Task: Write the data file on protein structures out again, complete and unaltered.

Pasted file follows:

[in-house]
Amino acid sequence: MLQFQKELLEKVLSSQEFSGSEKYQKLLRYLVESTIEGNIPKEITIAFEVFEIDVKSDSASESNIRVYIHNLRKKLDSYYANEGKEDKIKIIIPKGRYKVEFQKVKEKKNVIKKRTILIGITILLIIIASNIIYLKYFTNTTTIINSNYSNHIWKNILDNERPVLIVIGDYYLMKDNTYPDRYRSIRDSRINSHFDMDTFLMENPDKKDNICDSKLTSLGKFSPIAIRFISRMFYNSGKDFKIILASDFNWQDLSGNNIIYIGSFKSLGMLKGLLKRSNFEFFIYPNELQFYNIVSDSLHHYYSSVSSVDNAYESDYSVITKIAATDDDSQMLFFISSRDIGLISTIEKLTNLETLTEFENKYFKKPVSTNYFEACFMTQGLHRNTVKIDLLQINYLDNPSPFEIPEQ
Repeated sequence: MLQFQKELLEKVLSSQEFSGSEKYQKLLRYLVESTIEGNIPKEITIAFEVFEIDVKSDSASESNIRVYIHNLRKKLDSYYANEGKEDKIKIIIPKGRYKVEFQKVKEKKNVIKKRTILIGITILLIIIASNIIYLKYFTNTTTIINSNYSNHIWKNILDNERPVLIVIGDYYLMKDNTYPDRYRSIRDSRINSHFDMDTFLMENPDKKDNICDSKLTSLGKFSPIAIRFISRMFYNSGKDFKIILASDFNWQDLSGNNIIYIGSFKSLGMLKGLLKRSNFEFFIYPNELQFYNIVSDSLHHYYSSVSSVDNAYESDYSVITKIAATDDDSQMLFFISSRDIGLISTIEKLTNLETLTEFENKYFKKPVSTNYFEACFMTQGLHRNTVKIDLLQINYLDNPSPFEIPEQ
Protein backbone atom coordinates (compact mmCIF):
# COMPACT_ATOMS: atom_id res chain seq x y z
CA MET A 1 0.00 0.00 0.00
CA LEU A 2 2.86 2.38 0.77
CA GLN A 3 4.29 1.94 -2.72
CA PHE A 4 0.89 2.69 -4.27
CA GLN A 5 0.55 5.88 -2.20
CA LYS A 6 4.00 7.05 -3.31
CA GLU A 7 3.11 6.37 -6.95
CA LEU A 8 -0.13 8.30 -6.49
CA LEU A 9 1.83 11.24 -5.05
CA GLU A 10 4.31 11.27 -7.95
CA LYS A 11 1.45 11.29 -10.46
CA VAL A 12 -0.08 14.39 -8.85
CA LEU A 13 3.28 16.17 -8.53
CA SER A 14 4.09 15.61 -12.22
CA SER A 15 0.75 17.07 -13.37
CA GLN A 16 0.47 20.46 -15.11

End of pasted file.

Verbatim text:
[in-house]
Amino acid sequence: MLQFQKELLEKVLSSQEFSGSEKYQKLLRYLVESTIEGNIPKEITIAFEVFEIDVKSDSASESNIRVYIHNLRKKLDSYYANEGKEDKIKIIIPKGRYKVEFQKVKEKKNVIKKRTILIGITILLIIIASNIIYLKYFTNTTTIINSNYSNHIWKNILDNERPVLIVIGDYYLMKDNTYPDRYRSIRDSRINSHFDMDTFLMENPDKKDNICDSKLTSLGKFSPIAIRFISRMFYNSGKDFKIILASDFNWQDLSGNNIIYIGSFKSLGMLKGLLKRSNFEFFIYPNELQFYNIVSDSLHHYYSSVSSVDNAYESDYSVITKIAATDDDSQMLFFISSRDIGLISTIEKLTNLETLTEFENKYFKKPVSTNYFEACFMTQGLHRNTVKIDLLQINYLDNPSPFEIPEQ
Repeated sequence: MLQFQKELLEKVLSSQEFSGSEKYQKLLRYLVESTIEGNIPKEITIAFEVFEIDVKSDSASESNIRVYIHNLRKKLDSYYANEGKEDKIKIIIPKGRYKVEFQKVKEKKNVIKKRTILIGITILLIIIASNIIYLKYFTNTTTIINSNYSNHIWKNILDNERPVLIVIGDYYLMKDNTYPDRYRSIRDSRINSHFDMDTFLMENPDKKDNICDSKLTSLGKFSPIAIRFISRMFYNSGKDFKIILASDFNWQDLSGNNIIYIGSFKSLGMLKGLLKRSNFEFFIYPNELQFYNIVSDSLHHYYSSVSSVDNAYESDYSVITKIAATDDDSQMLFFISSRDIGLISTIEKLTNLETLTEFENKYFKKPVSTNYFEACFMTQGLHRNTVKIDLLQINYLDNPSPFEIPEQ
Protein backbone atom coordinates (compact mmCIF):
# COMPACT_ATOMS: atom_id res chain seq x y z
CA MET A 1 0.00 0.00 0.00
CA LEU A 2 2.86 2.38 0.77
CA GLN A 3 4.29 1.94 -2.72
CA PHE A 4 0.89 2.69 -4.27
CA GLN A 5 0.55 5.88 -2.20
CA LYS A 6 4.00 7.05 -3.31
CA GLU A 7 3.11 6.37 -6.95
CA LEU A 8 -0.13 8.30 -6.49
CA LEU A 9 1.83 11.24 -5.05
CA GLU A 10 4.31 11.27 -7.95
CA LYS A 11 1.45 11.29 -10.46
CA VAL A 12 -0.08 14.39 -8.85
CA LEU A 13 3.28 16.17 -8.53
CA SER A 14 4.09 15.61 -12.22
CA SER A 15 0.75 17.07 -13.37
CA GLN A 16 0.47 20.46 -15.11